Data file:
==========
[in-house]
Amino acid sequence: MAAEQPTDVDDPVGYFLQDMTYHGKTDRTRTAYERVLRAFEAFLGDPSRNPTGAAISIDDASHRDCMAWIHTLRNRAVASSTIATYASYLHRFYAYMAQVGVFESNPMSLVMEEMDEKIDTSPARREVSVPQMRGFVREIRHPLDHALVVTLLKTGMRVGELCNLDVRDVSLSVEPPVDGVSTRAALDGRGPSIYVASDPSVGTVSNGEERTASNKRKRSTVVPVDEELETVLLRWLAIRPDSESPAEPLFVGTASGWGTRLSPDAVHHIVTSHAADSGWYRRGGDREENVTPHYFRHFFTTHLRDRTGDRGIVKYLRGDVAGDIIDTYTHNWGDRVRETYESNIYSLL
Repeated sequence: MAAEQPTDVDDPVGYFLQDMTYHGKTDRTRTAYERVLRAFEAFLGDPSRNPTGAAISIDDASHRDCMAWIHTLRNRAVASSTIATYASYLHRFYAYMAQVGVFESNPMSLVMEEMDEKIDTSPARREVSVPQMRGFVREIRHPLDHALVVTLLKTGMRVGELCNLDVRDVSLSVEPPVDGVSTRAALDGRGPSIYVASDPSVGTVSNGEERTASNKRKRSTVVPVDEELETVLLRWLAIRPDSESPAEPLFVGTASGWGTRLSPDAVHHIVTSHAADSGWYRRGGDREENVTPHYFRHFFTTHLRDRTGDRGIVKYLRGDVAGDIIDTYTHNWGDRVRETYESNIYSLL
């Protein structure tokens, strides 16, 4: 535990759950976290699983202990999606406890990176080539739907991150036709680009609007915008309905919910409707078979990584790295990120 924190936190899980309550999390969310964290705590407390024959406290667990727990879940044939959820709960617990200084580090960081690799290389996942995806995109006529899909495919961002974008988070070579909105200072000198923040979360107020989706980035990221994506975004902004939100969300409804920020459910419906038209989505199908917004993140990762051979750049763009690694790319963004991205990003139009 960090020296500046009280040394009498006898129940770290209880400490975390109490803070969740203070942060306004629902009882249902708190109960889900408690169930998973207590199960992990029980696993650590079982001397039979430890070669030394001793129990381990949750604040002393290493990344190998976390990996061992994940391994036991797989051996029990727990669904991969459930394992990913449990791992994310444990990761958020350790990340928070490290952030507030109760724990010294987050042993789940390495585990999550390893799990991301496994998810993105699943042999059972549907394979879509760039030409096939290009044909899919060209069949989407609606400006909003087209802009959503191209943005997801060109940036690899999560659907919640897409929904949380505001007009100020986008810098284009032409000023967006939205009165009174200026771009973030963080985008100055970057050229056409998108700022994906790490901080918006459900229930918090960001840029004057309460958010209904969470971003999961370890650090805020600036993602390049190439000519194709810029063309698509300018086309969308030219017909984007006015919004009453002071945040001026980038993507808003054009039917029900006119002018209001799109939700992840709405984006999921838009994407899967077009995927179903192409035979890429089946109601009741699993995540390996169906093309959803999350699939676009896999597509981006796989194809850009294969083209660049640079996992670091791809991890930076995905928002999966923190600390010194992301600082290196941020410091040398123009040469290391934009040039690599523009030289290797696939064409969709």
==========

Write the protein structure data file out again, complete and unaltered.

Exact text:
[in-house]
Amino acid sequence: MAAEQPTDVDDPVGYFLQDMTYHGKTDRTRTAYERVLRAFEAFLGDPSRNPTGAAISIDDASHRDCMAWIHTLRNRAVASSTIATYASYLHRFYAYMAQVGVFESNPMSLVMEEMDEKIDTSPARREVSVPQMRGFVREIRHPLDHALVVTLLKTGMRVGELCNLDVRDVSLSVEPPVDGVSTRAALDGRGPSIYVASDPSVGTVSNGEERTASNKRKRSTVVPVDEELETVLLRWLAIRPDSESPAEPLFVGTASGWGTRLSPDAVHHIVTSHAADSGWYRRGGDREENVTPHYFRHFFTTHLRDRTGDRGIVKYLRGDVAGDIIDTYTHNWGDRVRETYESNIYSLL
Repeated sequence: MAAEQPTDVDDPVGYFLQDMTYHGKTDRTRTAYERVLRAFEAFLGDPSRNPTGAAISIDDASHRDCMAWIHTLRNRAVASSTIATYASYLHRFYAYMAQVGVFESNPMSLVMEEMDEKIDTSPARREVSVPQMRGFVREIRHPLDHALVVTLLKTGMRVGELCNLDVRDVSLSVEPPVDGVSTRAALDGRGPSIYVASDPSVGTVSNGEERTASNKRKRSTVVPVDEELETVLLRWLAIRPDSESPAEPLFVGTASGWGTRLSPDAVHHIVTSHAADSGWYRRGGDREENVTPHYFRHFFTTHLRDRTGDRGIVKYLRGDVAGDIIDTYTHNWGDRVRETYESNIYSLL
């Protein structure tokens, strides 16, 4: 535990759950976290699983202990999606406890990176080539739907991150036709680009609007915008309905919910409707078979990584790295990120 924190936190899980309550999390969310964290705590407390024959406290667990727990879940044939959820709960617990200084580090960081690799290389996942995806995109006529899909495919961002974008988070070579909105200072000198923040979360107020989706980035990221994506975004902004939100969300409804920020459910419906038209989505199908917004993140990762051979750049763009690694790319963004991205990003139009 960090020296500046009280040394009498006898129940770290209880400490975390109490803070969740203070942060306004629902009882249902708190109960889900408690169930998973207590199960992990029980696993650590079982001397039979430890070669030394001793129990381990949750604040002393290493990344190998976390990996061992994940391994036991797989051996029990727990669904991969459930394992990913449990791992994310444990990761958020350790990340928070490290952030507030109760724990010294987050042993789940390495585990999550390893799990991301496994998810993105699943042999059972549907394979879509760039030409096939290009044909899919060209069949989407609606400006909003087209802009959503191209943005997801060109940036690899999560659907919640897409929904949380505001007009100020986008810098284009032409000023967006939205009165009174200026771009973030963080985008100055970057050229056409998108700022994906790490901080918006459900229930918090960001840029004057309460958010209904969470971003999961370890650090805020600036993602390049190439000519194709810029063309698509300018086309969308030219017909984007006015919004009453002071945040001026980038993507808003054009039917029900006119002018209001799109939700992840709405984006999921838009994407899967077009995927179903192409035979890429089946109601009741699993995540390996169906093309959803999350699939676009896999597509981006796989194809850009294969083209660049640079996992670091791809991890930076995905928002999966923190600390010194992301600082290196941020410091040398123009040469290391934009040039690599523009030289290797696939064409969709």